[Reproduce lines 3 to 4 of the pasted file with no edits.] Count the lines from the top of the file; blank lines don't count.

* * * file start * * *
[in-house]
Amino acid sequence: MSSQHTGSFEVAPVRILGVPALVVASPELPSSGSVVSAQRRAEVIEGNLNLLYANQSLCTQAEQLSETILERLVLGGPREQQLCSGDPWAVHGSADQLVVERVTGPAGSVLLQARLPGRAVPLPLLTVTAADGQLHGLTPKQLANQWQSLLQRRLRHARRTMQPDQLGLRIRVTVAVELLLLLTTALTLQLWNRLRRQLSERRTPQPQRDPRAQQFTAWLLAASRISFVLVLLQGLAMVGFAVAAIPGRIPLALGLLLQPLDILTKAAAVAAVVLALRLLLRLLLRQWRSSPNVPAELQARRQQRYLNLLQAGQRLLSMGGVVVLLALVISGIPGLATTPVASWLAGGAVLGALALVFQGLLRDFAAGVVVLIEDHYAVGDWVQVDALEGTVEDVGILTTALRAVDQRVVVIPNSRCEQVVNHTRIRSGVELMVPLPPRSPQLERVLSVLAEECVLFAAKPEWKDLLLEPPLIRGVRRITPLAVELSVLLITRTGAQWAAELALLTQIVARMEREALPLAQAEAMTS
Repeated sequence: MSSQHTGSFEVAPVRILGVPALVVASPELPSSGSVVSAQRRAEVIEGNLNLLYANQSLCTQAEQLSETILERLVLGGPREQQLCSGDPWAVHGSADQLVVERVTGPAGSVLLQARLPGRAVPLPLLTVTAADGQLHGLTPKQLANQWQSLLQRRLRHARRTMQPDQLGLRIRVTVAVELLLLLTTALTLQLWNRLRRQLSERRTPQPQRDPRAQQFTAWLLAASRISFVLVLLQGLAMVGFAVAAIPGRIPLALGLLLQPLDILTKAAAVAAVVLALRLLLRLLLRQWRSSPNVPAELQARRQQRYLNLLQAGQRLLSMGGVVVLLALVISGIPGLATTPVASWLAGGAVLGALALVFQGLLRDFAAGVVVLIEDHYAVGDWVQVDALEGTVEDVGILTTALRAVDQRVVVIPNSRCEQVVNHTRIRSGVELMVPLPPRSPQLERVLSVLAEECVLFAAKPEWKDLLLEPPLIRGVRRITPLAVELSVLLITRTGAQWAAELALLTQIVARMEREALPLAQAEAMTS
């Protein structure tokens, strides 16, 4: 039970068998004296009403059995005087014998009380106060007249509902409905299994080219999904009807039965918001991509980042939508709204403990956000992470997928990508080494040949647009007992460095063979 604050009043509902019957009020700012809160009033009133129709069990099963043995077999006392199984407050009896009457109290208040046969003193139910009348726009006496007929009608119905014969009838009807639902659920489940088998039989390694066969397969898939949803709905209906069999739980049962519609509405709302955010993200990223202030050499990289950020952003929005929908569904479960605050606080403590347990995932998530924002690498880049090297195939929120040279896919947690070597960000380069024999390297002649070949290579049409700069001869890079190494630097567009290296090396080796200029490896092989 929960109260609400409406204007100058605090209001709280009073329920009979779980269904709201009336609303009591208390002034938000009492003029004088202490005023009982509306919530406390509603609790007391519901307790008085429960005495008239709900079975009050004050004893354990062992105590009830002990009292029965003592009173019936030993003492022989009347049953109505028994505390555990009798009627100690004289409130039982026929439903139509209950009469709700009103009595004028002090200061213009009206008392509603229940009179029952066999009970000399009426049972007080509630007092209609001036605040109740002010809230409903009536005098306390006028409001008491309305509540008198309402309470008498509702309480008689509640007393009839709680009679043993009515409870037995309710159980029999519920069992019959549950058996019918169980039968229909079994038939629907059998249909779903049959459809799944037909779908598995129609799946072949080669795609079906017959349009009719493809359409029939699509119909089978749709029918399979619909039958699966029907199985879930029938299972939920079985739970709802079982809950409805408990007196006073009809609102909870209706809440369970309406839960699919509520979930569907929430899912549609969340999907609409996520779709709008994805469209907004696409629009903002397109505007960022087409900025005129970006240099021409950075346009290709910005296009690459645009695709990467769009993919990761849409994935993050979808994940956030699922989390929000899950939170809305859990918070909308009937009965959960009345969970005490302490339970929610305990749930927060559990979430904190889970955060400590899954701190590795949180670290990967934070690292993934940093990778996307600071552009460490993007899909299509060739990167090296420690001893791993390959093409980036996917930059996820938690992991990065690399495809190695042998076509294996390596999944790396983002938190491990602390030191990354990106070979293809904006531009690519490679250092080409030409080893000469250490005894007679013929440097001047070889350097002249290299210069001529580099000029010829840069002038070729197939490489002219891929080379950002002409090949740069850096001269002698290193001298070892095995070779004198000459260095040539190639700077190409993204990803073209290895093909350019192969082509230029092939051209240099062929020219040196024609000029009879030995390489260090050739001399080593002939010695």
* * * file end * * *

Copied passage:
Repeated sequence: MSSQHTGSFEVAPVRILGVPALVVASPELPSSGSVVSAQRRAEVIEGNLNLLYANQSLCTQAEQLSETILERLVLGGPREQQLCSGDPWAVHGSADQLVVERVTGPAGSVLLQARLPGRAVPLPLLTVTAADGQLHGLTPKQLANQWQSLLQRRLRHARRTMQPDQLGLRIRVTVAVELLLLLTTALTLQLWNRLRRQLSERRTPQPQRDPRAQQFTAWLLAASRISFVLVLLQGLAMVGFAVAAIPGRIPLALGLLLQPLDILTKAAAVAAVVLALRLLLRLLLRQWRSSPNVPAELQARRQQRYLNLLQAGQRLLSMGGVVVLLALVISGIPGLATTPVASWLAGGAVLGALALVFQGLLRDFAAGVVVLIEDHYAVGDWVQVDALEGTVEDVGILTTALRAVDQRVVVIPNSRCEQVVNHTRIRSGVELMVPLPPRSPQLERVLSVLAEECVLFAAKPEWKDLLLEPPLIRGVRRITPLAVELSVLLITRTGAQWAAELALLTQIVARMEREALPLAQAEAMTS
């Protein structure tokens, strides 16, 4: 039970068998004296009403059995005087014998009380106060007249509902409905299994080219999904009807039965918001991509980042939508709204403990956000992470997928990508080494040949647009007992460095063979 604050009043509902019957009020700012809160009033009133129709069990099963043995077999006392199984407050009896009457109290208040046969003193139910009348726009006496007929009608119905014969009838009807639902659920489940088998039989390694066969397969898939949803709905209906069999739980049962519609509405709302955010993200990223202030050499990289950020952003929005929908569904479960605050606080403590347990995932998530924002690498880049090297195939929120040279896919947690070597960000380069024999390297002649070949290579049409700069001869890079190494630097567009290296090396080796200029490896092989 929960109260609400409406204007100058605090209001709280009073329920009979779980269904709201009336609303009591208390002034938000009492003029004088202490005023009982509306919530406390509603609790007391519901307790008085429960005495008239709900079975009050004050004893354990062992105590009830002990009292029965003592009173019936030993003492022989009347049953109505028994505390555990009798009627100690004289409130039982026929439903139509209950009469709700009103009595004028002090200061213009009206008392509603229940009179029952066999009970000399009426049972007080509630007092209609001036605040109740002010809230409903009536005098306390006028409001008491309305509540008198309402309470008498509702309480008689509640007393009839709680009679043993009515409870037995309710159980029999519920069992019959549950058996019918169980039968229909079994038939629907059998249909779903049959459809799944037909779908598995129609799946072949080669795609079906017959349009009719493809359409029939699509119909089978749709029918399979619909039958699966029907199985879930029938299972939920079985739970709802079982809950409805408990007196006073009809609102909870209706809440369970309406839960699919509520979930569907929430899912549609969340999907609409996520779709709008994805469209907004696409629009903002397109505007960022087409900025005129970006240099021409950075346009290709910005296009690459645009695709990467769009993919990761849409994935993050979808994940956030699922989390929000899950939170809305859990918070909308009937009965959960009345969970005490302490339970929610305990749930927060559990979430904190889970955060400590899954701190590795949180670290990967934070690292993934940093990778996307600071552009460490993007899909299509060739990167090296420690001893791993390959093409980036996917930059996820938690992991990065690399495809190695042998076509294996390596999944790396983002938190491990602390030191990354990106070979293809904006531009690519490679250092080409030409080893000469250490005894007679013929440097001047070889350097002249290299210069001529580099000029010829840069002038070729197939490489002219891929080379950002002409090949740069850096001269002698290193001298070892095995070779004198000459260095040539190639700077190409993204990803073209290895093909350019192969082509230029092939051209240099062929020219040196024609000029009879030995390489260090050739001399080593002939010695």